Frederick Sanger, 95, two-time winner of Nobel Prize
By CASSANDRA VINOGRAD Associated Press November 21, 2013 6:58PM
FILE - In this Oct. 28, 1958 file photo, Dr. Frederick Sanger, research Biochemist at Cambridge University, poses in his home in Cambridge, England. British biochemist Frederick Sanger, who twice won the Nobel Prize in chemistry, has died, the Wellcome Trust Sanger Institute said Wednesday Nov. 20, 2013. He was 95. Sanger first won the Nobel Prize in 1958 for his work determining the sequence of the amino acids in insulin and showing how they are linked together, and in 1980 he won a second Nobel Prize relating to his development of a technique to sequence human DNA. (AP Photo, File)
Updated: December 23, 2013 2:44PM
LONDON — British biochemist Frederick Sanger, who twice won the Nobel Prize in chemistry and was a pioneer of genome sequencing, has died at the age of 95.
His death was confirmed Wednesday by the MRC Laboratory of Molecular Biology — which Mr. Sanger helped found in 1962.
The laboratory praised Mr. Sanger, who died in his sleep Tuesday at Addenbrooke’s Hospital in Cambridge, as an “extremely modest and self-effacing man whose contributions have made an extraordinary impact on molecular biology.”
Mr. Sanger was one of just four individuals to have been awarded two Nobel Prizes; the others being Marie Curie, Linus Pauling and John Bardeen.
Jeremy Farrar, director of the Wellcome Trust, called Mr. Sanger “the father of the genomic era.”
Mr. Sanger first won the Nobel Prize in 1958 at the age of 40 for his work on the structure of proteins. He had determined the sequence of the amino acids in insulin and showed how they are linked together.
He later turned his attention to the sequencing of nucleic acids and developing techniques to determine the exact sequence of the building blocks in DNA.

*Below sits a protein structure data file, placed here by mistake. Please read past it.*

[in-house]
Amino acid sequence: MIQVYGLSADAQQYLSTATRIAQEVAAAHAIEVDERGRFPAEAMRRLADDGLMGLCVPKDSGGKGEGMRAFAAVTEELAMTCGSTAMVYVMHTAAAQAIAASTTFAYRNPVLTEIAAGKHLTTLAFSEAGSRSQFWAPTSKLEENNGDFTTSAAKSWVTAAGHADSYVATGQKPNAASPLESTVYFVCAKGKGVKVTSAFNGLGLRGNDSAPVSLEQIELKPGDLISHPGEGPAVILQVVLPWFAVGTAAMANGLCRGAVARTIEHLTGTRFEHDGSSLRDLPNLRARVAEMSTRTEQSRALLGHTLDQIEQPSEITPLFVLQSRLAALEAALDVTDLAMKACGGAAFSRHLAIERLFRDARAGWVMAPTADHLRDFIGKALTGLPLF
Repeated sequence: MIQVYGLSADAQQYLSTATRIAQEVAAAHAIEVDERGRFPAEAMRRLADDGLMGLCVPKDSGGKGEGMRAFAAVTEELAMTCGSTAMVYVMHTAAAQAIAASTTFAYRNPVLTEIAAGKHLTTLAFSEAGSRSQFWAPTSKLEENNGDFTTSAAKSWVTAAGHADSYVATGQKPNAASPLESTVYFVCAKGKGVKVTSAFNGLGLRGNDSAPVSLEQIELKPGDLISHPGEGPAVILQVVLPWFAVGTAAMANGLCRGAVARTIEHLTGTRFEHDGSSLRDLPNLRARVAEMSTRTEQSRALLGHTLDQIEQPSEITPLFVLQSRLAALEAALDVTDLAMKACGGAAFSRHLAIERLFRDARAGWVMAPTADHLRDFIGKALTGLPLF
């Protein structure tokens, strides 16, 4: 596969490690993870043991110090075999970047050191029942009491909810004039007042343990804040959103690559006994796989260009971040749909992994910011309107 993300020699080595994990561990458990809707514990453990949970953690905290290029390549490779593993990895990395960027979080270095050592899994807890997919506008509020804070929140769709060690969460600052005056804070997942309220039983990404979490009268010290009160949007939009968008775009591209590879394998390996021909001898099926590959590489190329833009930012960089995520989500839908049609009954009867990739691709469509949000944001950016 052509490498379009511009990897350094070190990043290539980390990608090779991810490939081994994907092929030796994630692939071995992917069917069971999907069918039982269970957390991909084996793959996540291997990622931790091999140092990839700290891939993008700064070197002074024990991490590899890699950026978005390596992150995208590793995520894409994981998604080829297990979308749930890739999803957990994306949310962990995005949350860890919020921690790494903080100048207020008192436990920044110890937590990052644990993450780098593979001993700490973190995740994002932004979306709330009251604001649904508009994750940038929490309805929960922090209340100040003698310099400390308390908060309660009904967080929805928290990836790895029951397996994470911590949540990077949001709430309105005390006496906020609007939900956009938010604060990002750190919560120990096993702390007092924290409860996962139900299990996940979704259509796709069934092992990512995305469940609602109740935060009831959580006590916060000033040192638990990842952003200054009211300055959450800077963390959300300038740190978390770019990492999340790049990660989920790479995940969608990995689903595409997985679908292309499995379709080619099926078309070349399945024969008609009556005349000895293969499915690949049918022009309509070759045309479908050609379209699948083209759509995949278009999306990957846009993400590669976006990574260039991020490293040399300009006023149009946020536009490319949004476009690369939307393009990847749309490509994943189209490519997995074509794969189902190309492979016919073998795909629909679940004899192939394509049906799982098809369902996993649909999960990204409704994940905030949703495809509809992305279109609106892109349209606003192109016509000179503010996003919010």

That work led to Mr. Sanger’s second Nobel Prize, awarded jointly in 1980 with Stanford University’s Paul Berg and Harvard University’s Walter Gilbert, for their work determining base sequences in nucleic acids.
Venki Ramakrishnan, deputy director of the MRC Laboratory, said it would be “impossible to overestimate the impact” Mr. Sanger had on modern genetics and molecular biology.
Mr. Sanger was born on Aug. 13, 1918, in Gloucestershire, southwestern England. While he initially planned to study medicine like his father, he switched fields and earned a degree in natural sciences from Cambridge University 1939. A conscientious objector in World War II, he went on to earn a Ph.D. working on protein metabolism from the same university.
In addition to the Nobel Prizes, Mr. Sanger was made a fellow of the Royal Society in 1954, Commander of the Order of the British Empire in 1963 and the Order of Merit in 1986.
Mr. Sanger declined a knighthood, however, because he preferred not to be called “sir,” according to the laboratory he helped found.
According to The Sanger Institute, when he was asked if he would mind an institute being named after him, Mr. Sanger agreed — but said “It had better be good.”
Mr. Sanger is survived by three children — Robin, Peter and Sally.